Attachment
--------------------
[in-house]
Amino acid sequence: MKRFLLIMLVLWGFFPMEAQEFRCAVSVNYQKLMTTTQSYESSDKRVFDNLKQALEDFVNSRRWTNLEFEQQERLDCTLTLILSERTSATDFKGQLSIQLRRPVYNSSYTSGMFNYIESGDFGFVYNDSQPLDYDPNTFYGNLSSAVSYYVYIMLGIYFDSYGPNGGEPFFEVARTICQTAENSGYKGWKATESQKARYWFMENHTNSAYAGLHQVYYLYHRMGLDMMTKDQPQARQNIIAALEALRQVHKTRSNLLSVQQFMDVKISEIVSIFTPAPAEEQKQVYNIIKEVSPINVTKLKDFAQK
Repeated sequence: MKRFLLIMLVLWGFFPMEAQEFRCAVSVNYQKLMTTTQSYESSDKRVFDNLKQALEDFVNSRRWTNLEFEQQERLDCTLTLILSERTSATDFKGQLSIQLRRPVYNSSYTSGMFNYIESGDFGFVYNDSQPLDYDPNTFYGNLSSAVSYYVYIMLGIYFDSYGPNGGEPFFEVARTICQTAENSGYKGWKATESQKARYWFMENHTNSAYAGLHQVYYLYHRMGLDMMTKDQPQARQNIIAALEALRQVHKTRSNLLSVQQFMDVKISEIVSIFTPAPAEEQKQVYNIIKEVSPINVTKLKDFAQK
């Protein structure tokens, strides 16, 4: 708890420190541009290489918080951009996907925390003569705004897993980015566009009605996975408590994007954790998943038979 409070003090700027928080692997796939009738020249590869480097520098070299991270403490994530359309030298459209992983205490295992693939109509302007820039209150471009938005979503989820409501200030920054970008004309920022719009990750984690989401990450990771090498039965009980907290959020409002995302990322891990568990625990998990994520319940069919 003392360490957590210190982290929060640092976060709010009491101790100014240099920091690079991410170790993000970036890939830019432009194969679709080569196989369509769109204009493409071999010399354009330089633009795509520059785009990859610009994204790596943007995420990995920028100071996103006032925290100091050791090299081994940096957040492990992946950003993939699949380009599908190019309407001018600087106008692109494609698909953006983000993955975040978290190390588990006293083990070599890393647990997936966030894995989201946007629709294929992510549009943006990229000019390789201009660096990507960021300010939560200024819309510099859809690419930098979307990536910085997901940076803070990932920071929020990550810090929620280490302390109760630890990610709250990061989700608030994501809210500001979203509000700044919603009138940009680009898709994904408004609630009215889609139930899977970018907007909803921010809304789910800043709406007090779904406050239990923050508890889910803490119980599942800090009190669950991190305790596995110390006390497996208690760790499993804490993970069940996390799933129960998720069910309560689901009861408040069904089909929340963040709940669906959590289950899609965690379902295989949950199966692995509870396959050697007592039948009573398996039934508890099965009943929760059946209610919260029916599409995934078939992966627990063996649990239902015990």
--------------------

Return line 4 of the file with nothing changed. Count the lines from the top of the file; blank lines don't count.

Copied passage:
């Protein structure tokens, strides 16, 4: 708890420190541009290489918080951009996907925390003569705004897993980015566009009605996975408590994007954790998943038979 409070003090700027928080692997796939009738020249590869480097520098070299991270403490994530359309030298459209992983205490295992693939109509302007820039209150471009938005979503989820409501200030920054970008004309920022719009990750984690989401990450990771090498039965009980907290959020409002995302990322891990568990625990998990994520319940069919 003392360490957590210190982290929060640092976060709010009491101790100014240099920091690079991410170790993000970036890939830019432009194969679709080569196989369509769109204009493409071999010399354009330089633009795509520059785009990859610009994204790596943007995420990995920028100071996103006032925290100091050791090299081994940096957040492990992946950003993939699949380009599908190019309407001018600087106008692109494609698909953006983000993955975040978290190390588990006293083990070599890393647990997936966030894995989201946007629709294929992510549009943006990229000019390789201009660096990507960021300010939560200024819309510099859809690419930098979307990536910085997901940076803070990932920071929020990550810090929620280490302390109760630890990610709250990061989700608030994501809210500001979203509000700044919603009138940009680009898709994904408004609630009215889609139930899977970018907007909803921010809304789910800043709406007090779904406050239990923050508890889910803490119980599942800090009190669950991190305790596995110390006390497996208690760790499993804490993970069940996390799933129960998720069910309560689901009861408040069904089909929340963040709940669906959590289950899609965690379902295989949950199966692995509870396959050697007592039948009573398996039934508890099965009943929760059946209610919260029916599409995934078939992966627990063996649990239902015990």